- Squash Vine Boer – you’ll notice your vine runners wilting.
- Aphids – I have some tips to help you combat aphids naturally, here. You’ll notice yellowing or curling leaves so check the underside for the boogers.
- White Fly – You’ll see them fly around whenever the plant is disturbed or watered.
- The best way to combat pests is using companion planting methods and crop rotation.
- Powdery mildew can be a problem – pick off any affected leaves. You can plant mildew resistant plants if this continues to be an issue in your garden.
Growing Summer Squash – Harvest
- Most summer squash varieties are going to start producing mature fruit in 60 days! Talk about bang for the buck, right?
- DO NOT let your fruit get too big. I know those contest winning squashes look amazing but the taste isn’t. I like to harvest my summer squash when they are about 6 inches in length or for the scalloped when they are about 3 inches in diameter.
- Young and tender are the goals for a good flavored summer squash. Older squash is probably best fed to livestock or thrown in the compost. OR save them for seeds, which I talk about below.
- Harvest often to keep your plant producing! Don’t be surprised if you’re harvesting 3 times a week during the season’s peak.
Growing Summer Squash – Storage
- One downfall to this wonderful veggie is that they do not store well, long term. They are best enjoyed within a few days of harvesting them. It is best to keep them refrigerated.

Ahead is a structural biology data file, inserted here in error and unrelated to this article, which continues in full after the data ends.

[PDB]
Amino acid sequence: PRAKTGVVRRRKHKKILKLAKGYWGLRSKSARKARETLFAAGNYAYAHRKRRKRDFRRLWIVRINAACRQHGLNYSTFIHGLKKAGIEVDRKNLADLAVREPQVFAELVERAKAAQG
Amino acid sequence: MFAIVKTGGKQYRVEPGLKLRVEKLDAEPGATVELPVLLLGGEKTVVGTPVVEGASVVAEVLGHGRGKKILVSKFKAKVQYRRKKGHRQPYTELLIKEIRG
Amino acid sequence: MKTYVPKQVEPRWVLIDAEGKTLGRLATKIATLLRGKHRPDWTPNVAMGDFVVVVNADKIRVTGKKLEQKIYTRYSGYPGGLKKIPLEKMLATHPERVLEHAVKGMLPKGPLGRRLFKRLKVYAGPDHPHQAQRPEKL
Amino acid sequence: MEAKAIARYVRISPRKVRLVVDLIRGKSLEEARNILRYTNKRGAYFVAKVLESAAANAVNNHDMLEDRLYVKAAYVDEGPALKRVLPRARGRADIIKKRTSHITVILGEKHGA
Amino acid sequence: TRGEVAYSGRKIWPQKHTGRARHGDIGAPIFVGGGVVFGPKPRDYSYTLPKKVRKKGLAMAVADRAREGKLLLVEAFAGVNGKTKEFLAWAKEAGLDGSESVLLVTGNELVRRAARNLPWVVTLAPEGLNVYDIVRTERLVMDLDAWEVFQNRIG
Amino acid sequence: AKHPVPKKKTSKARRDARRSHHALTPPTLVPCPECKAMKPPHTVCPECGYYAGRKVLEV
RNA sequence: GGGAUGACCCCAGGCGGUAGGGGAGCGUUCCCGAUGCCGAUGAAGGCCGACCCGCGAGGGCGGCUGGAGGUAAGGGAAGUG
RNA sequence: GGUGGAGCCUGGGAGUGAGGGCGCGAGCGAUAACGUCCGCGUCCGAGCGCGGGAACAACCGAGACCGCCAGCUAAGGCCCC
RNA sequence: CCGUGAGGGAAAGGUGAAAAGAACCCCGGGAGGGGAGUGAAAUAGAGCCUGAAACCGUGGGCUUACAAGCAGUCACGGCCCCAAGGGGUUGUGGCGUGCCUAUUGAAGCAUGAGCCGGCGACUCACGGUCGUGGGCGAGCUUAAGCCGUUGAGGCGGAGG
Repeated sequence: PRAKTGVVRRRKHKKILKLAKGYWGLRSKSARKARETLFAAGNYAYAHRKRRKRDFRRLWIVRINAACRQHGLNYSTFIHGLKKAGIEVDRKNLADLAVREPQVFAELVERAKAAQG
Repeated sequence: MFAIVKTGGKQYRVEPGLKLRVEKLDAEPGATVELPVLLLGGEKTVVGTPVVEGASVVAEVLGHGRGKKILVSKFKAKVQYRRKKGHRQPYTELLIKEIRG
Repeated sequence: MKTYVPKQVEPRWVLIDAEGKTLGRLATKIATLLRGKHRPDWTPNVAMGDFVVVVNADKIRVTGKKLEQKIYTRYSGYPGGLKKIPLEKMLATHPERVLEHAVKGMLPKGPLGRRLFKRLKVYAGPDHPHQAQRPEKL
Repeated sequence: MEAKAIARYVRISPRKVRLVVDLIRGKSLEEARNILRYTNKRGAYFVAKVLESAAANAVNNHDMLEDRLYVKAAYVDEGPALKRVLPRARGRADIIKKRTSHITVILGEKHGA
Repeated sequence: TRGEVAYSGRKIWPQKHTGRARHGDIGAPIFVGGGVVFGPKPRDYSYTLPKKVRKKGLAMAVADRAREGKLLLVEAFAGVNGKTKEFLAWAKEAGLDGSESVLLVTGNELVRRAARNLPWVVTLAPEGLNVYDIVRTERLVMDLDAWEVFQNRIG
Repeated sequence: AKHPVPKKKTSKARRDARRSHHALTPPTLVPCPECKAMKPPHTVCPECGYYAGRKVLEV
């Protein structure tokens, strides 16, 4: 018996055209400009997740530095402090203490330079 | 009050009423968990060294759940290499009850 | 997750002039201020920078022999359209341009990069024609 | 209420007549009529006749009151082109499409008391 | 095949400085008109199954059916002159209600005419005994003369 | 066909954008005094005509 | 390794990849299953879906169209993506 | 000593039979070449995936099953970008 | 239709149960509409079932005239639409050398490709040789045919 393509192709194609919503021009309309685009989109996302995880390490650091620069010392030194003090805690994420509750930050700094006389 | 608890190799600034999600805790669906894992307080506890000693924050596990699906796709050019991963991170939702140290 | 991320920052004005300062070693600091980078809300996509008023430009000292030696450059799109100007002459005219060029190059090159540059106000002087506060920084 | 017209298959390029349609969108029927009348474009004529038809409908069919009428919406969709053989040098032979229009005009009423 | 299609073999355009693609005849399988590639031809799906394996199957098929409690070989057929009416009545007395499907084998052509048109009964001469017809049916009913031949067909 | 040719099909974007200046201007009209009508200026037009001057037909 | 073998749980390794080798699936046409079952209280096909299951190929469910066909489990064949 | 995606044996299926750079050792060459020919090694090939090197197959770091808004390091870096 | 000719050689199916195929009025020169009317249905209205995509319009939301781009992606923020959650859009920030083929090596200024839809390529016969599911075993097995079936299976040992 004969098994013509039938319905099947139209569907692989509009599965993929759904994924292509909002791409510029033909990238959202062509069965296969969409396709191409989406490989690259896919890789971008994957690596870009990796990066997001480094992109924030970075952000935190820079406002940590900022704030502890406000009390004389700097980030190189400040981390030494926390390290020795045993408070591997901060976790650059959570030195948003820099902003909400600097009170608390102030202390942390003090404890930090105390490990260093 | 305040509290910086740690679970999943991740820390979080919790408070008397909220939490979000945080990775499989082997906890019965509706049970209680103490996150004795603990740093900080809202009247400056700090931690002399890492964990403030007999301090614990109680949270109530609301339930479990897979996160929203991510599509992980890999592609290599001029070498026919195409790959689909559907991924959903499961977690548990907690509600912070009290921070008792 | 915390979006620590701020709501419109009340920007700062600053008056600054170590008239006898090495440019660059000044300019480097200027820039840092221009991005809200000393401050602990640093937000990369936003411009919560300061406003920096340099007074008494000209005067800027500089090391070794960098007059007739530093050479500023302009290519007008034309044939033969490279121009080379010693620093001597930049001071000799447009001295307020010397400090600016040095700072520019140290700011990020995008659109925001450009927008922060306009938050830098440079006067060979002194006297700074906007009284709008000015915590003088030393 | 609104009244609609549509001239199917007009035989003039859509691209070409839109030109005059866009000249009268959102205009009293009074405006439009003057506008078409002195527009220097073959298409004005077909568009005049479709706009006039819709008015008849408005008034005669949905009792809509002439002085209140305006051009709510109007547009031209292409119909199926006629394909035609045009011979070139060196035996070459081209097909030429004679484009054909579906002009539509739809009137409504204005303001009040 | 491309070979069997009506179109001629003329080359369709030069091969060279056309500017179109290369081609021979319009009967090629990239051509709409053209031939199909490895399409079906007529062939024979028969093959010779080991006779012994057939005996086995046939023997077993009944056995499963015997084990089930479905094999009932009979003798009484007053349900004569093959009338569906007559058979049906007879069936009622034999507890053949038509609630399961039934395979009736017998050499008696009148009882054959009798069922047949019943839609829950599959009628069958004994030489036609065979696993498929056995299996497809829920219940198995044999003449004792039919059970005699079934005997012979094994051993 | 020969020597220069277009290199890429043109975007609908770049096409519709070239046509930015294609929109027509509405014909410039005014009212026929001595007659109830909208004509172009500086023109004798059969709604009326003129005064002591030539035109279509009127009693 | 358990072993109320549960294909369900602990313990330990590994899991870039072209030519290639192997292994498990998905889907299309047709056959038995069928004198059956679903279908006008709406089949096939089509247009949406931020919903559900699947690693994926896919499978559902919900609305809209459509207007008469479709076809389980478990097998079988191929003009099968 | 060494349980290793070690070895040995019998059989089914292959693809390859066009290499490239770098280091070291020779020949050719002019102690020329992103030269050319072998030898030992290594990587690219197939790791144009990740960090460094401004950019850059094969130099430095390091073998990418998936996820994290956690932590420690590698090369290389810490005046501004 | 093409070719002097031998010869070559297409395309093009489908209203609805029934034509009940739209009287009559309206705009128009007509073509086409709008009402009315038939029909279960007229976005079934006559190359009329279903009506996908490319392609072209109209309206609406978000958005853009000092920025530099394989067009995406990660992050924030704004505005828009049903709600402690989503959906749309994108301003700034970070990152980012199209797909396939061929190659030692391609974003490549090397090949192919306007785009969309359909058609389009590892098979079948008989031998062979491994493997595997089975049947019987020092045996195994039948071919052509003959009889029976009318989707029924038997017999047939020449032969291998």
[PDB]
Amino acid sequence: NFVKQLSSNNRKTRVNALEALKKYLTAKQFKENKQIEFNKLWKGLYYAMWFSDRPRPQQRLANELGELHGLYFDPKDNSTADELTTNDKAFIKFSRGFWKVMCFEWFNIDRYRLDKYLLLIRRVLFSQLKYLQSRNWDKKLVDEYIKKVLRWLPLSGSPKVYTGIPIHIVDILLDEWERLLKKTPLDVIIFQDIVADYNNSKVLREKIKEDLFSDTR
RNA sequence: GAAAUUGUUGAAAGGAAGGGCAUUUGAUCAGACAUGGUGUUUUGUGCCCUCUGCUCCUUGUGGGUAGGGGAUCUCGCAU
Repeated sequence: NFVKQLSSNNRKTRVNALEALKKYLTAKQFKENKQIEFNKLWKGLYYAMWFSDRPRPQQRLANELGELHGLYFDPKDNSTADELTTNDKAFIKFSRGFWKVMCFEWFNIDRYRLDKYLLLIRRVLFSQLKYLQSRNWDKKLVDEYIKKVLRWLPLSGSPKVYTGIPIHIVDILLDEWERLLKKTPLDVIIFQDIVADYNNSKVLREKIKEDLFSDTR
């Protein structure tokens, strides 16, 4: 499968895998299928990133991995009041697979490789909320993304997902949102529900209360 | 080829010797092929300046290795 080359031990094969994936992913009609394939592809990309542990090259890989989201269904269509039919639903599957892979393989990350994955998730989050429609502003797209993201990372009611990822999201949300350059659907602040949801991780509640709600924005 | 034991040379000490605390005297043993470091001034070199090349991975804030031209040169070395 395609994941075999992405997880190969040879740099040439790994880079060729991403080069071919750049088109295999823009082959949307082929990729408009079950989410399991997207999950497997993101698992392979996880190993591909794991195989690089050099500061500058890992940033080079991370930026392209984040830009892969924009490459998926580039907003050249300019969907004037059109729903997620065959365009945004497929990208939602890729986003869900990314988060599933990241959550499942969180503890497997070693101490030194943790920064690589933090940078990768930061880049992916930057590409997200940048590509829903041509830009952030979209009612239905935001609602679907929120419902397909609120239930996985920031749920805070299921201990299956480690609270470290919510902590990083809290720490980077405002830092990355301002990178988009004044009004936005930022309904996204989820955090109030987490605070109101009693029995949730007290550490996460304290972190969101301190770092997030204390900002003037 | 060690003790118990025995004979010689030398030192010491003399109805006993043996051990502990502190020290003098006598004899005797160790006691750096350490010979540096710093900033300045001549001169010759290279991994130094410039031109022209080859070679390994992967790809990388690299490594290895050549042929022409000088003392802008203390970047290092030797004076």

- Canning – the National Center for Home Food Preservation does not recommend canning summer squash.
- Pickling – Pickled summer squash is delish. Check out this recipe for Spicy Refrigerator Squash!
- Freezing – Summer squash can be frozen for later use and seems to do very well. See How to Freeze Summer Squash.
- Dehydrating – Another fabulous option is to dehydrate slices of summer squash for later use in soups and stews. See How to Dehydrate Summer Squash
Growing Summer Squash – Seed Saving
- I recommend you save seeds from heirloom varieties, not hybrids.
- Use your overripe fruit for their seeds, not young or underdeveloped squash.
- You must be absolutely sure no cross-pollination has occurred (won’t show in this year’s harvest).
- Cut up and scoop out your seeds into a colander.
- Gently remove as much of the pulp as you can.
- Put the seeds in a bowl and allow them to sit for a few minutes. It is said that the healthiest seeds will sink to the bottom. Remove any floating seeds.
- Allow the seeds to dry in a single layer, for 24 – 36 hours; may take longer in more humid climates.
- Store in a cool, dark, place for next season.
Growing Summer Squash – Recipes
- Bakes Summer Squash Chips
- Squash Fritters
- Taco Stuffed Summer Squash
- Patty Pan Squash Soup
- Patty Pan Squash Pizza
- Zucchini Lasagna
- Yellow Squash Cookies
Now you’re ready to grow, harvest, store and cook summer squash! Happy Harvesting!